Almost every residential real estate transaction still includes an inspection contingency. A point of true anxiety for both buyers and sellers. Luckily this is something that usually takes place within the first week or two of going under contract. Buyers and sellers need to shift their perspective on inspections, which are put in place as a protection for both parties. They should be regarded as a normal part of the negotiation process rather than a stressor.
For buyers who are having trouble wrapping their heads around the process and how to get through it, remember that you (buyers) and your respective sellers ultimately want the same thing- a completed transaction and transfer of property ownership!
5 Steps to Get Through Inspection as a Buyer!
1. Set expectations.
As a buyer, you're likely hoping for a perfect inspection in which the home you offered to purchase is 'storybook' built and maintained. Set your expectations ahead of time. Perfect inspections do not exist. If you aren't prepared for inspection, you will receive a report that looks like your freshman year physics text book and all of the sudden you will want to run for the hills. Remember, the inspector's job is to point out all of the little details, but that doesn't necessarily mean your picturesque home is past salvation!
2. Focus on the big ticket items.
Let me guess- you saw the home of your dreams and it made you feel all warm and gooey. Then you put in an offer and now you're freaking out about a laundry list of repairs that need to take place before you move in? Buyers always want the house to be absolutely flawless on move-in day. But, remember that not everything needs to be repaired immediately! Focus on issues that will be difficult, expensive, time-consuming or disruptive to fix. Such as, foundation, roof, windows, plumbing, water damage, furnace, major appliances, etc.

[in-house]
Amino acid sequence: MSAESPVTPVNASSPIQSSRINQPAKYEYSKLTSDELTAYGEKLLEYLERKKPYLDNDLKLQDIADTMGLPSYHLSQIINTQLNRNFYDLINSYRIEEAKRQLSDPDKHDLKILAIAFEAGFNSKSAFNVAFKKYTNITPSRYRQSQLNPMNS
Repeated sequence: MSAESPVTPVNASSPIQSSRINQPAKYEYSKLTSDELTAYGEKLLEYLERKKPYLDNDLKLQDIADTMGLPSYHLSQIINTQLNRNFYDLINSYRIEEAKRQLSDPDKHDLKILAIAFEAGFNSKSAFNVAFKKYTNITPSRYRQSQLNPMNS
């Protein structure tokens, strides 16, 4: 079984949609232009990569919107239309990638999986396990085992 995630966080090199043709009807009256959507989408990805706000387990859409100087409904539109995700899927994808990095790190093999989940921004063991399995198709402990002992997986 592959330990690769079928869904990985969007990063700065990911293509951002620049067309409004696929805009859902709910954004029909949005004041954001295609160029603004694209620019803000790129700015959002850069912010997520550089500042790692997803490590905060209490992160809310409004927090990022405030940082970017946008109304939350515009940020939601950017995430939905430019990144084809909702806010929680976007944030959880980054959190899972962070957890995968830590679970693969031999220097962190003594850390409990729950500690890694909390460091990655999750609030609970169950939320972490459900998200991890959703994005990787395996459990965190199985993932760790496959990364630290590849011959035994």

3. Choose your battles wisely.
Now, remember this is part of the negotiation process. Engage your rational brain and evaluate the cost and difficulty level associated with correcting what has been discovered during inspection. Take a moment to reflect on the value of the home you're purchasing and the price you have previously negotiated. What is the relationship between the home's overall value and those inspection items you want to dispute? How do the flaws affect the home's value and future value? Will those items cause worse problems in time? And what value does this home have to you, outside of it's financial value? Give yourself enough time to decide which battles are worth fighting here and ask your realtor to advise you on the negotiation.
4. Request proof & warranties.
Assuming you made it through the negotiation process and have convinced your sellers to make certain repairs prior to closing, be sure to request everything in writing. Ask for receipts of all repairs, including contact info for any service providers. This way you can reach out to them directly if something comes up at a later time post-closing. If there are any transferrable warranties, you'll want to make sure you get those arranged prior to closing as well.
5. Know when it is actually time to run.
Unfortunately, there are times when running is actually the best option (run Forest!). If you're emotionally invested in the property, which is inevitable at this point in the transaction, it can be hard to come to this realization. You've already imagined your life in that home. Where you would sit, how you would spend your time. In this instance, talk with your real estate agent to ensure you have a realistic view of what the future may bring if you move forward or choose not to. If need be, consult a close friend or family member to reassure yourself of your decision.
Good luck with your inspection. Enjoy the process and take it step by step.
As always, thank you for reading! Don't forget to reach out to us at The Baldwin Bain Group with any questions about your next real estate transaction - Contact Us!